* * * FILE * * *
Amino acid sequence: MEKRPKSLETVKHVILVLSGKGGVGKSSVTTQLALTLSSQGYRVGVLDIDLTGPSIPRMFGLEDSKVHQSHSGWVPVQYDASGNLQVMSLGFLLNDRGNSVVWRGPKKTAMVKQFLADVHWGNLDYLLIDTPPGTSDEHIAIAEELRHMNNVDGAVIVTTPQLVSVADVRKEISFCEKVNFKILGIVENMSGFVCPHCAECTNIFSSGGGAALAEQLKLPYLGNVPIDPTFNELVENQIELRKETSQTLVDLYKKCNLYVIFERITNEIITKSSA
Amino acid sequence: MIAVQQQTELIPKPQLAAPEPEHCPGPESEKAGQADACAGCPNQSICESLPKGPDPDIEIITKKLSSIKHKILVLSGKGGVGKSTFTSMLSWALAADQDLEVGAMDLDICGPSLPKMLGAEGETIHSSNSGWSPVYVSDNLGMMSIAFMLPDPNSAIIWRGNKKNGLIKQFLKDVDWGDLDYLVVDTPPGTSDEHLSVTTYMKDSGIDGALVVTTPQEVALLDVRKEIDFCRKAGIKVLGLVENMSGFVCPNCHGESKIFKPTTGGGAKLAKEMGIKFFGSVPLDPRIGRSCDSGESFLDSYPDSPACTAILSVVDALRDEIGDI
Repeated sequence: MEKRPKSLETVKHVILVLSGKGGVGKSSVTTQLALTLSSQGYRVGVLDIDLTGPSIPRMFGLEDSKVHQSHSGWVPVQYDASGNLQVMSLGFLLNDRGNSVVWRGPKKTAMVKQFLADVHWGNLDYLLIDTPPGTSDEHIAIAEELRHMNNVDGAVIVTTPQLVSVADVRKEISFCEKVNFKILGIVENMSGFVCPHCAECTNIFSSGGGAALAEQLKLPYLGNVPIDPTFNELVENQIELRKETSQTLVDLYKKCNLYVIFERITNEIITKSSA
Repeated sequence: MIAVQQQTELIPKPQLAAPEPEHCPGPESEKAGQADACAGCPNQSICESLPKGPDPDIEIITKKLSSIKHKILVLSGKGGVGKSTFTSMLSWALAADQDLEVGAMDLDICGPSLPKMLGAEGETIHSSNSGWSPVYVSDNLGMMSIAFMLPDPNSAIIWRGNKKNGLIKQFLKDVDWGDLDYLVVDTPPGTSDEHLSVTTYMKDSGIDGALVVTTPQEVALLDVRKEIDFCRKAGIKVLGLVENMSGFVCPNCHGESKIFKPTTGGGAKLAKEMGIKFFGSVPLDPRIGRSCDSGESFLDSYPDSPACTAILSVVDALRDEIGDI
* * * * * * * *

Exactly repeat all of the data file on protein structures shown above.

Amino acid sequence: MEKRPKSLETVKHVILVLSGKGGVGKSSVTTQLALTLSSQGYRVGVLDIDLTGPSIPRMFGLEDSKVHQSHSGWVPVQYDASGNLQVMSLGFLLNDRGNSVVWRGPKKTAMVKQFLADVHWGNLDYLLIDTPPGTSDEHIAIAEELRHMNNVDGAVIVTTPQLVSVADVRKEISFCEKVNFKILGIVENMSGFVCPHCAECTNIFSSGGGAALAEQLKLPYLGNVPIDPTFNELVENQIELRKETSQTLVDLYKKCNLYVIFERITNEIITKSSA
Amino acid sequence: MIAVQQQTELIPKPQLAAPEPEHCPGPESEKAGQADACAGCPNQSICESLPKGPDPDIEIITKKLSSIKHKILVLSGKGGVGKSTFTSMLSWALAADQDLEVGAMDLDICGPSLPKMLGAEGETIHSSNSGWSPVYVSDNLGMMSIAFMLPDPNSAIIWRGNKKNGLIKQFLKDVDWGDLDYLVVDTPPGTSDEHLSVTTYMKDSGIDGALVVTTPQEVALLDVRKEIDFCRKAGIKVLGLVENMSGFVCPNCHGESKIFKPTTGGGAKLAKEMGIKFFGSVPLDPRIGRSCDSGESFLDSYPDSPACTAILSVVDALRDEIGDI
Repeated sequence: MEKRPKSLETVKHVILVLSGKGGVGKSSVTTQLALTLSSQGYRVGVLDIDLTGPSIPRMFGLEDSKVHQSHSGWVPVQYDASGNLQVMSLGFLLNDRGNSVVWRGPKKTAMVKQFLADVHWGNLDYLLIDTPPGTSDEHIAIAEELRHMNNVDGAVIVTTPQLVSVADVRKEISFCEKVNFKILGIVENMSGFVCPHCAECTNIFSSGGGAALAEQLKLPYLGNVPIDPTFNELVENQIELRKETSQTLVDLYKKCNLYVIFERITNEIITKSSA
Repeated sequence: MIAVQQQTELIPKPQLAAPEPEHCPGPESEKAGQADACAGCPNQSICESLPKGPDPDIEIITKKLSSIKHKILVLSGKGGVGKSTFTSMLSWALAADQDLEVGAMDLDICGPSLPKMLGAEGETIHSSNSGWSPVYVSDNLGMMSIAFMLPDPNSAIIWRGNKKNGLIKQFLKDVDWGDLDYLVVDTPPGTSDEHLSVTTYMKDSGIDGALVVTTPQEVALLDVRKEIDFCRKAGIKVLGLVENMSGFVCPNCHGESKIFKPTTGGGAKLAKEMGIKFFGSVPLDPRIGRSCDSGESFLDSYPDSPACTAILSVVDALRDEIGDI